Today after my physics class a question just strikes in my brain. I have been pondering over it since an hour but couldn't arrive at a particular result. We were taught to find the average pressure on the sides of a container by a fluid which simply becomes $\frac {\rho gh}{2}$. But what if two immiscible liquids like water and oil with different height columns are kept in a container and we have to find the $\mathbf {force}$ on the side walls.

For example consider a cuboidal container having length $b$ breadth $a$ and total height $H$. Now I fill the container with two immiscible liquids with different densities say $\rho_1$ and $\rho_2$. Let these two liquids occupy a height columns $H_1$ and $H_2$ respectively such that $$H_1+H_2=H$$.

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Now if I need to calculate the force on the side wall with shaded part how must I proceed. A general way could be integration $\int PdA$ where $A$ is the area of surface and I have tried it but I am getting different answers some or the other time. Can somebody please shed some light over this topic.

  • $\begingroup$ A very useful result is that the force will be equal to the pressure at the center of mass of the fluid, multiplied by the surface area of the container. Try deducing why. $\endgroup$ Dec 30, 2019 at 14:42

1 Answer 1


The pressure at depth $h$ (measured from the top) is proprtional to the wight of the fluid on top of it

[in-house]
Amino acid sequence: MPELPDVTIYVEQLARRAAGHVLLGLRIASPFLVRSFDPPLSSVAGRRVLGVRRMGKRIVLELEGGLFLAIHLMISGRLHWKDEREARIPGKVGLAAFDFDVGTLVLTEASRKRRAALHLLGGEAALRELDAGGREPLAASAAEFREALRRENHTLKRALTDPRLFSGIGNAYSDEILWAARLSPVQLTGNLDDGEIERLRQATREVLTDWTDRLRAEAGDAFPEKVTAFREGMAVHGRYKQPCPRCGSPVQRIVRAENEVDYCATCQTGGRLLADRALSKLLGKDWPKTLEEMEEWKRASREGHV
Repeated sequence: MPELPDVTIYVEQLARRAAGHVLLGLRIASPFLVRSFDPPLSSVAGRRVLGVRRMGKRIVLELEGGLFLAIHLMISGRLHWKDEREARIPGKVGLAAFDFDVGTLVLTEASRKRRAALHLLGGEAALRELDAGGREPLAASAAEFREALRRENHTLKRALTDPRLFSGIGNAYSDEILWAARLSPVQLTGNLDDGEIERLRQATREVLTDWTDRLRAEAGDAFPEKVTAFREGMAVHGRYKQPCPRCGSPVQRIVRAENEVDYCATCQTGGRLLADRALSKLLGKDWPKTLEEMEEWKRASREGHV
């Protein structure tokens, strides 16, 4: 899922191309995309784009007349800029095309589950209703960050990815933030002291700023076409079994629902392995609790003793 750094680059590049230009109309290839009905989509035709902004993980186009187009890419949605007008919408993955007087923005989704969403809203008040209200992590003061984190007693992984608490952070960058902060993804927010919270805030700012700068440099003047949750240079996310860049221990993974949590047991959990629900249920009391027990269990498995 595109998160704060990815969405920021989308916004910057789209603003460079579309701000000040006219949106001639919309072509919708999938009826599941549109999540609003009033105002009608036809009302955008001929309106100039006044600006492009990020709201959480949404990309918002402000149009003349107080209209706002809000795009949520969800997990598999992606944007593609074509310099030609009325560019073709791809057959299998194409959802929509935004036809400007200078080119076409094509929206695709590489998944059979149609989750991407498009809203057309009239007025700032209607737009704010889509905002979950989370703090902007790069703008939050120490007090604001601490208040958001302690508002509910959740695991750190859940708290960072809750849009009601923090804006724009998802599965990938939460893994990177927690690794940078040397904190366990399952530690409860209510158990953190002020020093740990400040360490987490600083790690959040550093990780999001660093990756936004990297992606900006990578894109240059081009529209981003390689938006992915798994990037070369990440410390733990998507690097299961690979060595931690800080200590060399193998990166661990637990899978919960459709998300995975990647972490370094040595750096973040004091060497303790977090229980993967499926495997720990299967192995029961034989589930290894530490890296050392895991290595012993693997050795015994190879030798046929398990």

$$ P(y)= g\int_0^y \rho(\tilde y) d\tilde y $$

and therefore the average pressure is

$$ \langle P \rangle= \frac{g}{h} \int_0^h \left[\int_0^y \rho(\tilde y) d\tilde y\right] dy $$

For constant $\rho$ this becomes

$$ \langle P \rangle = \frac{\rho g}{h} \int_0^h y dy \\ =\frac{1}{2}\rho g h $$

I am hoping that when you said "we were taught to find average pressure" this is what you mean. If so then the rest is straightforwards. Otherwise, understand the above first.

For the case you want, the force on the side wall (for the fron wall replace $b \to a$) we have

$$ d F(y)= P(y) b dy \\ =g b \left[\int_0^y \rho(\tilde y) d\tilde y \right] dy \\ = \begin{cases} gb \rho_1 y dy & y \le H_1 \\ gb (\rho_1 H_1 + \rho_2 (y-H_1)) & y > H_1 \end{cases} $$

Which is very intuitive if you think about it. The force at any depth is proportional to the weight of the fluid above it.

If we integrate this we get the result

$$ F = g b \left[ \rho_1 \frac{H_1^2}{2} + \rho_1 H_1 H_2 + \rho_2 \frac{H_2^2}{2} \right] $$

To make this more illuminating take $H_1 = \eta H$ and $ H_2 = (1-\eta) H$. Then the above expression becomes

$$ F = g b H^2 \left[ \frac{(\rho_2 - \rho_1) \eta^2}{2} + \rho_1 \eta + \rho_2 (\frac{1}{2}- \eta) \right] $$

You can then take various limits $\eta \to 0,1$ and $\rho_1 \to \rho_2$ to make sure the result is sensible and gain intuition.


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